|dc.description.abstract||One purpose for studying banded meta-iron formations is to determine the chemical composition of
seawater in the Archean ocean and the oxygen content of the Archean oceanic-atmospheric system.
Geologists use the geochemistry of meta-iron formations to make interpretations on the chemical
conditions in the Archean. However, post-depositional alteration can affect the element geochemistry
preserved in the meta-iron formations. This thesis explores the role of post-depositional mechanisms
and determines element provenance in four Archean banded meta-iron formations.
The four different locations hosting Archean metamorphosed meta-iron formations chosen for this
study are: meta-iron formations from the Beardmore/Geraldton greenstone belt of the Eastern
Wabigoon Domain, Lake St. Joseph greenstone belt of the Uchi Domain, North Caribou greenstone belt
of the North Caribou Terrane and Shebandowan greenstone belt of the Wawa Subprovince. The metairon
formations from the Beardmore/Geraldton and Lake St. Joseph greenstone belts are interpreted to
have been deposited in a shallow water setting, while meta-iron formations from the North Caribou and
Shebandowan greenstone belts are interpreted to be deposited in deeper water environments. This
thesis also investigated element and oxygen ocean stratification by comparing the geochemistry of
shallow and deep meta-iron formations.
The main source of iron and silica to the oceans was hydrothermal venting fluids. Iron and silica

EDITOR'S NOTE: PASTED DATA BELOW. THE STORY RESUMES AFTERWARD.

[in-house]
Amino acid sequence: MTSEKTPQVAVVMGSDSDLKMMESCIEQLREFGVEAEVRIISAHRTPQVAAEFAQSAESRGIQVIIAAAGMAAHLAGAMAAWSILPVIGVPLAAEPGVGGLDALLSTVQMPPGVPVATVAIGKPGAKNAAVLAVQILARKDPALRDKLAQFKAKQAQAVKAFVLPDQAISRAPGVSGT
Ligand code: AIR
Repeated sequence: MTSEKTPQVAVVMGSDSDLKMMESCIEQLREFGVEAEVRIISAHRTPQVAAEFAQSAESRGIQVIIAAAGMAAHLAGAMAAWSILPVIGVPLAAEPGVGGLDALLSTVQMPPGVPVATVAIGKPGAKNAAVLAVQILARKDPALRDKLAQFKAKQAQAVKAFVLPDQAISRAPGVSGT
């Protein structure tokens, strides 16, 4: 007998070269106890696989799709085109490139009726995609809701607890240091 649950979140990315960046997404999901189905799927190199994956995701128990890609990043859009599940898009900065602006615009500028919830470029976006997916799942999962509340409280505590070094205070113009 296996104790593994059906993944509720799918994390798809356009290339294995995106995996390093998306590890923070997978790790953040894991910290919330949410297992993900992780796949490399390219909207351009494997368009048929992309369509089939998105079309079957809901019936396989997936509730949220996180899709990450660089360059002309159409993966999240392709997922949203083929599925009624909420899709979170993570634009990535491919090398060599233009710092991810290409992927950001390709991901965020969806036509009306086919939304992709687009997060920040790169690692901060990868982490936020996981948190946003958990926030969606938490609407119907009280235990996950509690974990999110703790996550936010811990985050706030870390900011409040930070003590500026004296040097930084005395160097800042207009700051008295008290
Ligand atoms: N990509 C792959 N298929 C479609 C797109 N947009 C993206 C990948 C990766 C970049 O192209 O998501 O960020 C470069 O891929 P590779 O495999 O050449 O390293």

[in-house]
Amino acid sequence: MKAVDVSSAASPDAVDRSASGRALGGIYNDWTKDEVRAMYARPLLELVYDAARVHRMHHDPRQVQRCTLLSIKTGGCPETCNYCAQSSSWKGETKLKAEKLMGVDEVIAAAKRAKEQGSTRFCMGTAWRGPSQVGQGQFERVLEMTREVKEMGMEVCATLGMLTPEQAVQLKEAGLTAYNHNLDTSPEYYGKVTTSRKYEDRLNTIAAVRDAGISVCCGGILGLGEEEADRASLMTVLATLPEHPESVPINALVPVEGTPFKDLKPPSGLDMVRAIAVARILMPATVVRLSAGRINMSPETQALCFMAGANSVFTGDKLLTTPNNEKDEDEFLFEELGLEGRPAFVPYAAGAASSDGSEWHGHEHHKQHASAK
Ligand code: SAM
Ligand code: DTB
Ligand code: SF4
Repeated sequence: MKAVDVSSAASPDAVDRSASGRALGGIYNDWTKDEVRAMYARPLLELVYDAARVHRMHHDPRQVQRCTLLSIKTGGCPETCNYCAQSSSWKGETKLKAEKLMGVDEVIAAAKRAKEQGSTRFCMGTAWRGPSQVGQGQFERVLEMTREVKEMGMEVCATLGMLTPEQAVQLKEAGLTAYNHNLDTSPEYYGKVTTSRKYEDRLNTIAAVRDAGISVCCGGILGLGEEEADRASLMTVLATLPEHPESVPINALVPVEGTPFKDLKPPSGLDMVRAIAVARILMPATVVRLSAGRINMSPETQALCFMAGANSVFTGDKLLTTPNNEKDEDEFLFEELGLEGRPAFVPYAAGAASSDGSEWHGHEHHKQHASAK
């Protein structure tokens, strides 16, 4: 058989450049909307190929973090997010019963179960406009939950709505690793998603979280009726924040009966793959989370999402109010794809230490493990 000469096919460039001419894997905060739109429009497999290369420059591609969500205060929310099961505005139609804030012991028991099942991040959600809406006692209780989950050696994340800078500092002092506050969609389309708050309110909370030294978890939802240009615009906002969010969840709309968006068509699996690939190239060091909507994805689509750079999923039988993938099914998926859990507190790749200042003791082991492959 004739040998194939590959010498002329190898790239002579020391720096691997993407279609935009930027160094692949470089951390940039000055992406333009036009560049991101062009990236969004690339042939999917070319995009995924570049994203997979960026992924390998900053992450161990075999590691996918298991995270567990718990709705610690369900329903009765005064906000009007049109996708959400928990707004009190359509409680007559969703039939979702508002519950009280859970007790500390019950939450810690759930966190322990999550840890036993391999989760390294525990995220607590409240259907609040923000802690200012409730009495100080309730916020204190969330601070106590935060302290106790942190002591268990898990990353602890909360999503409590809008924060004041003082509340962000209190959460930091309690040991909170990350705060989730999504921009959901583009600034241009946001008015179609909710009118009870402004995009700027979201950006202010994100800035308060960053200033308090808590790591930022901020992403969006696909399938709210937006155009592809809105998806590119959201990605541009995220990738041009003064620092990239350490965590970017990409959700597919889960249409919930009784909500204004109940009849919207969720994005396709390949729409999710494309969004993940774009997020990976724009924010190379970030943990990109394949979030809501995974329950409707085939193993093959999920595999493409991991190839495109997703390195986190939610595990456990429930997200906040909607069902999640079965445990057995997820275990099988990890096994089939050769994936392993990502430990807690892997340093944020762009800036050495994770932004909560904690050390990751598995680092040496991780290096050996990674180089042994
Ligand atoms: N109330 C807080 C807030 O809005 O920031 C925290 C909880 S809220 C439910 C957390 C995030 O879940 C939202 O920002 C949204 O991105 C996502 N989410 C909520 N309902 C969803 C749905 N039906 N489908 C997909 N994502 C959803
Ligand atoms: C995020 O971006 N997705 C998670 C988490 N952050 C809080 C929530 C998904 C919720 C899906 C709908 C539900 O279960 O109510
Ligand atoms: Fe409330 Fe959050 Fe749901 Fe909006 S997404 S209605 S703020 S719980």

precipitated out of seawater as iron oxyhydroxides and amorphous silica. Elements dissolved in the
Archean ocean were adsorbed onto iron oxyhydroxides and silica during deposition. Crystallization of
quartz, magnetite and hematite occurred during diagenesis and magnetite continued to grow during
The lack of cerium anomalies, absence of significant Y/Ho anomalies and deficiency of authigenic
chromium supplied to the ancient suggests that the oceans were anoxic. Therefore, oxygen stratification
did not occur between shallow and deeper water environments in the Archean.
Significantly most of the elements were derived from multiple sources, including the siliciclastic phase,
seawater or hydrothermal venting fluids, at various proportions. Al2O3, TiO2, Th, V, Nb, U, REEs and Y
were determined immobile during post-depositional alteration.
Mobility during diagenesis is clearly exhibited by sodium and potassium in the meta-iron formation
samples from the Beardmore/Geraldton, Lake St. Joseph and North Caribou greenstone belts.
Diagenetic modification mobilized sodium in the hematite-, jasper- and chert-dominated samples, while
potassium was mobilized in the magnetite-dominated samples.
Element stratification occurred in the Archean due to the source provenance. Deeper oceans were more
enriched in Cs, Na2O, CaO, MnO, Cr and HREEs relative to shallow waters. Shallow oceans were more
enriched in K2O, Rb and LREEs relative to deeper waters. This indicates that the Archean oceans were